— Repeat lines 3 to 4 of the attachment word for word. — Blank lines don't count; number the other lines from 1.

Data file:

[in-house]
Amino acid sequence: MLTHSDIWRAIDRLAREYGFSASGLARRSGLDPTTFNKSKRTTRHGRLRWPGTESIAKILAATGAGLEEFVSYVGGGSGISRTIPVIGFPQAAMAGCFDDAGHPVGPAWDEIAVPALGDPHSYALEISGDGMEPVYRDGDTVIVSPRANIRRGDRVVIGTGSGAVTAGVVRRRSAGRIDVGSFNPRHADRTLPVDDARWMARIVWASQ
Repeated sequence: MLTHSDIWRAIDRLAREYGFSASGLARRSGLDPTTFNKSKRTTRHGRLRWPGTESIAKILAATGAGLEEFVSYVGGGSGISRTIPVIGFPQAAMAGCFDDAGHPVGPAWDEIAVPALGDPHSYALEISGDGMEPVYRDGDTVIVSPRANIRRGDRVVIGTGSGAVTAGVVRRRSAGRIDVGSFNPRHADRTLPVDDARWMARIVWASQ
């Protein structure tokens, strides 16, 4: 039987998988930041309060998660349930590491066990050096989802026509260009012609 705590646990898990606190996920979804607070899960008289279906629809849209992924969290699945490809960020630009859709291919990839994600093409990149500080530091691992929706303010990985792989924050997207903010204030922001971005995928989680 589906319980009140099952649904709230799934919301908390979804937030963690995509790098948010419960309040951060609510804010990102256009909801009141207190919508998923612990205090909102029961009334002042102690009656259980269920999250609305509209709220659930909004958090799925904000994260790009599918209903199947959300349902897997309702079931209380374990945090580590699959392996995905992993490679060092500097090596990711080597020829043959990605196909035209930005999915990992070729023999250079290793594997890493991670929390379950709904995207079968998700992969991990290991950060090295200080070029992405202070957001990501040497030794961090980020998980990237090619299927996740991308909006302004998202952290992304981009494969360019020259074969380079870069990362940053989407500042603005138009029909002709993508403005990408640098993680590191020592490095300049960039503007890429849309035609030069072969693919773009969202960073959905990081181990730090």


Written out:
Repeated sequence: MLTHSDIWRAIDRLAREYGFSASGLARRSGLDPTTFNKSKRTTRHGRLRWPGTESIAKILAATGAGLEEFVSYVGGGSGISRTIPVIGFPQAAMAGCFDDAGHPVGPAWDEIAVPALGDPHSYALEISGDGMEPVYRDGDTVIVSPRANIRRGDRVVIGTGSGAVTAGVVRRRSAGRIDVGSFNPRHADRTLPVDDARWMARIVWASQ
């Protein structure tokens, strides 16, 4: 039987998988930041309060998660349930590491066990050096989802026509260009012609 705590646990898990606190996920979804607070899960008289279906629809849209992924969290699945490809960020630009859709291919990839994600093409990149500080530091691992929706303010990985792989924050997207903010204030922001971005995928989680 589906319980009140099952649904709230799934919301908390979804937030963690995509790098948010419960309040951060609510804010990102256009909801009141207190919508998923612990205090909102029961009334002042102690009656259980269920999250609305509209709220659930909004958090799925904000994260790009599918209903199947959300349902897997309702079931209380374990945090580590699959392996995905992993490679060092500097090596990711080597020829043959990605196909035209930005999915990992070729023999250079290793594997890493991670929390379950709904995207079968998700992969991990290991950060090295200080070029992405202070957001990501040497030794961090980020998980990237090619299927996740991308909006302004998202952290992304981009494969360019020259074969380079870069990362940053989407500042603005138009029909002709993508403005990408640098993680590191020592490095300049960039503007890429849309035609030069072969693919773009969202960073959905990081181990730090």